As the terrorist killings in San Bernardino, Orlando and Paris prove, Islamists' poison can reach into the very heart of the West to infect those born and raised in nations that value freedom, promoting attacks on their fellow countrymen and neighbors. What is to be done?
Military action is clearly part of the solution where Islamic terrorists control actual territory from which to launch further attacks, but it is insufficient to root out the threat. President Barack Obama has dangerously refused to acknowledge that a radical, fundamentalist interpretation of Islam drives the terrorists. Indeed, fundamentalist Islam is gaining adherents throughout the world, and autocratic regimes in Iran and the Persian Gulf States already enforce it throughout their populations. If we are to be successful in the fight against Islamic terrorism, we must look to the Muslim world itself for a Reformation.
Unfortunately, there are few bright lights in that firmament. The two major sects of Islam, Sunni and Shiite, have both spawned terrorist movements; and whatever their differences, they share a common enemy in modernism and Western values. And in both, the denigration and subjugation of women plays a fundamental role. But there are glimmers of hope, one of which will be on display in Paris on July 9.
As I have for the past few years, I will be emceeing an event that brings together tens of thousands of opponents of the Iranian regime, in addition to representatives from around the world who oppose Islamic fundamentalism. Addressing the group will be a broad range of dignitaries from various nations, including a bipartisan group of Americans composed of, among others, former governors, Cabinet members, ambassadors and White House officials.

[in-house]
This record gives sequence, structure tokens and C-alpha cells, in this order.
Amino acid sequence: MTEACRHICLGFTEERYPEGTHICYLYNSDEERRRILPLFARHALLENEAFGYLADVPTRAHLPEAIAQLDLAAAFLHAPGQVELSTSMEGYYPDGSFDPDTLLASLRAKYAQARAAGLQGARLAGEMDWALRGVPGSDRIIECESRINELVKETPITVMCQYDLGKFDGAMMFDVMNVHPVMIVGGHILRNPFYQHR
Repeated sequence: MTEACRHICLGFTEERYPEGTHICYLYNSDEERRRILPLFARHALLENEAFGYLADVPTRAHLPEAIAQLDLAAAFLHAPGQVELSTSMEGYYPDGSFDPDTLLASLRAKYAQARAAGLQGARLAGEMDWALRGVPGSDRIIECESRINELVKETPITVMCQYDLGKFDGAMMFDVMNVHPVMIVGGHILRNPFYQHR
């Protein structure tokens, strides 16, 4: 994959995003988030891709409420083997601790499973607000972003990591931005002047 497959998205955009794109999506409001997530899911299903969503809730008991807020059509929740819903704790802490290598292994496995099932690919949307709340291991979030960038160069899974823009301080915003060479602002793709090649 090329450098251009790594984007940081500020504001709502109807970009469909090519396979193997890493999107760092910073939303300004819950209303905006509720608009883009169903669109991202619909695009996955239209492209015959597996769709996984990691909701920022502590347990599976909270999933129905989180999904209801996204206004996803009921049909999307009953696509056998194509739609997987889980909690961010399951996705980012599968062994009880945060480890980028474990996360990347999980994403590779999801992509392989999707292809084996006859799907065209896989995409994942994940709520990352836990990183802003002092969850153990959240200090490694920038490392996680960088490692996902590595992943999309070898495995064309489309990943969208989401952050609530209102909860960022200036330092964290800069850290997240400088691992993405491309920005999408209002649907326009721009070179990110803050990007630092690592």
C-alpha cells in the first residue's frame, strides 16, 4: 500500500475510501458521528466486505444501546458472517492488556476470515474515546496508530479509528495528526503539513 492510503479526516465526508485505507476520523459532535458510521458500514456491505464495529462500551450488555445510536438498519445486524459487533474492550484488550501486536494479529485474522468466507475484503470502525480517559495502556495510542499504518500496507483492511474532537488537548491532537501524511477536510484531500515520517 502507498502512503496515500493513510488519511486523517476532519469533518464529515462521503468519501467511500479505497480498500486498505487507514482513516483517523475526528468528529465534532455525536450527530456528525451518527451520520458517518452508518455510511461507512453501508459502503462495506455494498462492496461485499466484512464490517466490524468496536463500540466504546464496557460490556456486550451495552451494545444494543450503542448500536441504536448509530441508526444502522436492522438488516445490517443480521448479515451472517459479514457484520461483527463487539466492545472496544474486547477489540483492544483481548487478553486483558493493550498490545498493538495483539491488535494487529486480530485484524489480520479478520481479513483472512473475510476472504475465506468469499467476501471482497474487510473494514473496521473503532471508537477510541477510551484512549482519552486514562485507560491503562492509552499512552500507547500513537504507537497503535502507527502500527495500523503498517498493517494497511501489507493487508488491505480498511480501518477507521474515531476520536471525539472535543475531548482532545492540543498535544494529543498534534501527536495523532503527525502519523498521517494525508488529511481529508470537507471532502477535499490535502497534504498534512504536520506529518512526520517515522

This year's event marks the anniversary of the U.S.-Iran nuclear arms deal, which has strengthened the Iranian regime by infusing much-needed cash into the hands of the ruling mullahs. Iran continues to be a major state sponsor of terrorism, as well as ruthlessly suppressing freedom for its own populace. The chief opposition to the regime is the National Council of Resistance of Iran, whose president-elect, Maryam Rajavi, is an outspoken critic of fundamentalism and the convener of the Paris conference.
"A political, religious and cultural antidote is required to uproot this cancerous tumor permanently," Rajavi said last year in front of the House Foreign Affairs Subcommittee on Terrorism, Nonproliferation and Trade. "In absence of an alternative interpretation of Islam ... extremist ringleaders will portray the war against fundamentalism as a fight against Islam itself. By doing so, they will then create the most important source of nourishment for this ominous phenomenon."
In Paris this weekend, Muslims -- as well as Christians, Jews and others -- will stand up for the belief that freedom of religious practice is fundamental to reform.
"We reject compulsory religion and any form of compulsion in religion," Rajavi has said. She has spoken out against mandatory veiling laws and against the mistreatment of women and denial of their rights in the name of Islam.
Unfortunately, the Obama administration not only does not support the efforts of Rajavi and her group but also has opposed them at every opportunity. But equal rights for women and freedom of conscience for religious practice are the best way to combat radical Islamic fundamentalism. We can continue to fight the Islamic State group, al-Qaida, Boko Haram and other fundamentalist groups on the battlefield and from the air. We can capture or kill their leaders and their foot soldiers. But until we battle the ideology that has spread around the world, we will not succeed. And the most effective way to do that is to work with those, like Rajavi, who have been doing it for decades. If she is not afraid to name the danger for what it is, why should we hesitate to say that Islamic fundamentalism is a threat to us all?